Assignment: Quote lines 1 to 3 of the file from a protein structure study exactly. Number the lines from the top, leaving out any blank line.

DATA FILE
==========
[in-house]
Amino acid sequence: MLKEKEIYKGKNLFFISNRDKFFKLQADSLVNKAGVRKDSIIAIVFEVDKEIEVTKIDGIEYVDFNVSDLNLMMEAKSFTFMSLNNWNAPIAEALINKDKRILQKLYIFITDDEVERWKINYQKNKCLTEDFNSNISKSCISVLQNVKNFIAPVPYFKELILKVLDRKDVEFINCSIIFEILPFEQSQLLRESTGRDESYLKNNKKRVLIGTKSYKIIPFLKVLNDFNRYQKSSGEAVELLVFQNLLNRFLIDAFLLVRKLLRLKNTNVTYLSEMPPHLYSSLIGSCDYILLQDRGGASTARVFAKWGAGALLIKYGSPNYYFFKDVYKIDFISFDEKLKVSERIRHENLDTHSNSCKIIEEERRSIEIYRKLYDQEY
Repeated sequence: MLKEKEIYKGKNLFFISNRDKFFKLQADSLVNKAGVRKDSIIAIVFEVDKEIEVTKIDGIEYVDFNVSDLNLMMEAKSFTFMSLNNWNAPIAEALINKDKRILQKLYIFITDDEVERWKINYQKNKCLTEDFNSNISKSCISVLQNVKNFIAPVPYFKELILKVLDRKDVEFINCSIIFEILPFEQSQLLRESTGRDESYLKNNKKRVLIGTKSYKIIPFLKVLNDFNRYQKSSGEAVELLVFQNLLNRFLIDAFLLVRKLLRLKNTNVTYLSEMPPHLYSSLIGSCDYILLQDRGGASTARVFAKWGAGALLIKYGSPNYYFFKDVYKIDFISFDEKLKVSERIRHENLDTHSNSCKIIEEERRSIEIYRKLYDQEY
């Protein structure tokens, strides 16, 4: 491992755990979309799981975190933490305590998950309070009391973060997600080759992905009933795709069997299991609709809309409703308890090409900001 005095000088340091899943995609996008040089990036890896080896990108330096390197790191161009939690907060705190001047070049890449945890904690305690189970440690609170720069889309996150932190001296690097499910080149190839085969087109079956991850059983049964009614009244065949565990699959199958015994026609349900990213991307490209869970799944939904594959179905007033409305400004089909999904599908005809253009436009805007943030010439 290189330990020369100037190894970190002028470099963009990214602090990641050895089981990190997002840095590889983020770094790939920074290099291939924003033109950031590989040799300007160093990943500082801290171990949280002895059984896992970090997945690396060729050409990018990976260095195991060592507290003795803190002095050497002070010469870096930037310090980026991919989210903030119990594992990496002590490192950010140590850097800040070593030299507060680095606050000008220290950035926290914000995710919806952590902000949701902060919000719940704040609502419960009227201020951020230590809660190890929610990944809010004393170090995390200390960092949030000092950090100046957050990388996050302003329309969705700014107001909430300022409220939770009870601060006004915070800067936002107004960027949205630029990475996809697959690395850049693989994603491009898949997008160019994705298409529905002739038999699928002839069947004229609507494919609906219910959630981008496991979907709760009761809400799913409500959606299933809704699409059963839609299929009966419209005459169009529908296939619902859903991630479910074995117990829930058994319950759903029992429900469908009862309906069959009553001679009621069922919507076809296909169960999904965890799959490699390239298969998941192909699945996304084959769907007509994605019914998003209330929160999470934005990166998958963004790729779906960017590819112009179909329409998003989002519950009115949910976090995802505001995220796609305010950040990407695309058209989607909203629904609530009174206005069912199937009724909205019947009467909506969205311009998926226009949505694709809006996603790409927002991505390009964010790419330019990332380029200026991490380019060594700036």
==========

[in-house]
Amino acid sequence: MLKEKEIYKGKNLFFISNRDKFFKLQADSLVNKAGVRKDSIIAIVFEVDKEIEVTKIDGIEYVDFNVSDLNLMMEAKSFTFMSLNNWNAPIAEALINKDKRILQKLYIFITDDEVERWKINYQKNKCLTEDFNSNISKSCISVLQNVKNFIAPVPYFKELILKVLDRKDVEFINCSIIFEILPFEQSQLLRESTGRDESYLKNNKKRVLIGTKSYKIIPFLKVLNDFNRYQKSSGEAVELLVFQNLLNRFLIDAFLLVRKLLRLKNTNVTYLSEMPPHLYSSLIGSCDYILLQDRGGASTARVFAKWGAGALLIKYGSPNYYFFKDVYKIDFISFDEKLKVSERIRHENLDTHSNSCKIIEEERRSIEIYRKLYDQEY
Repeated sequence: MLKEKEIYKGKNLFFISNRDKFFKLQADSLVNKAGVRKDSIIAIVFEVDKEIEVTKIDGIEYVDFNVSDLNLMMEAKSFTFMSLNNWNAPIAEALINKDKRILQKLYIFITDDEVERWKINYQKNKCLTEDFNSNISKSCISVLQNVKNFIAPVPYFKELILKVLDRKDVEFINCSIIFEILPFEQSQLLRESTGRDESYLKNNKKRVLIGTKSYKIIPFLKVLNDFNRYQKSSGEAVELLVFQNLLNRFLIDAFLLVRKLLRLKNTNVTYLSEMPPHLYSSLIGSCDYILLQDRGGASTARVFAKWGAGALLIKYGSPNYYFFKDVYKIDFISFDEKLKVSERIRHENLDTHSNSCKIIEEERRSIEIYRKLYDQEY